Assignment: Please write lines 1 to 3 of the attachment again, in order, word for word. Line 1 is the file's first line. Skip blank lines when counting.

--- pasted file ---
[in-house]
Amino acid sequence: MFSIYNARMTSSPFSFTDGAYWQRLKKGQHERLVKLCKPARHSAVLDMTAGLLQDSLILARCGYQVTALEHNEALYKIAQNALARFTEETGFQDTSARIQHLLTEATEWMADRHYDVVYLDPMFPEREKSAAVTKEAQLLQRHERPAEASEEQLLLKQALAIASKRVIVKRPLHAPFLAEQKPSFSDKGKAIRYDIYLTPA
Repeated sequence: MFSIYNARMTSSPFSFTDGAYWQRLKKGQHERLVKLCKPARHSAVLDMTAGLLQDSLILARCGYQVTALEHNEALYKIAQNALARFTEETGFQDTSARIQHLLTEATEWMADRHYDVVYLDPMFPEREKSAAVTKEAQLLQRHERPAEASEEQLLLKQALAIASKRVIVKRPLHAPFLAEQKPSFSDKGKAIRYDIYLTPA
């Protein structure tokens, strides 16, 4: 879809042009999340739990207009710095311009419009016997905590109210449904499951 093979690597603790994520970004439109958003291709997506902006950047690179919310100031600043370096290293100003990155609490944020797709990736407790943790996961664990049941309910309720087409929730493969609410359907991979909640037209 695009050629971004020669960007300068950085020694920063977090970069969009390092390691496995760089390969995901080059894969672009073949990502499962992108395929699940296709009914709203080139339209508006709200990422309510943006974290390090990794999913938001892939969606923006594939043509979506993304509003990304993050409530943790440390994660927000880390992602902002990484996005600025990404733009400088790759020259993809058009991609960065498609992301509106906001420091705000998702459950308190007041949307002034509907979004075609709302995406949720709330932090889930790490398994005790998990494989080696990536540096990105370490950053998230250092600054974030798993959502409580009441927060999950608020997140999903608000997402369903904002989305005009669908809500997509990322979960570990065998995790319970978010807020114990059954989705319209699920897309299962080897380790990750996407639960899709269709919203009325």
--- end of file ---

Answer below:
[in-house]
Amino acid sequence: MFSIYNARMTSSPFSFTDGAYWQRLKKGQHERLVKLCKPARHSAVLDMTAGLLQDSLILARCGYQVTALEHNEALYKIAQNALARFTEETGFQDTSARIQHLLTEATEWMADRHYDVVYLDPMFPEREKSAAVTKEAQLLQRHERPAEASEEQLLLKQALAIASKRVIVKRPLHAPFLAEQKPSFSDKGKAIRYDIYLTPA
Repeated sequence: MFSIYNARMTSSPFSFTDGAYWQRLKKGQHERLVKLCKPARHSAVLDMTAGLLQDSLILARCGYQVTALEHNEALYKIAQNALARFTEETGFQDTSARIQHLLTEATEWMADRHYDVVYLDPMFPEREKSAAVTKEAQLLQRHERPAEASEEQLLLKQALAIASKRVIVKRPLHAPFLAEQKPSFSDKGKAIRYDIYLTPA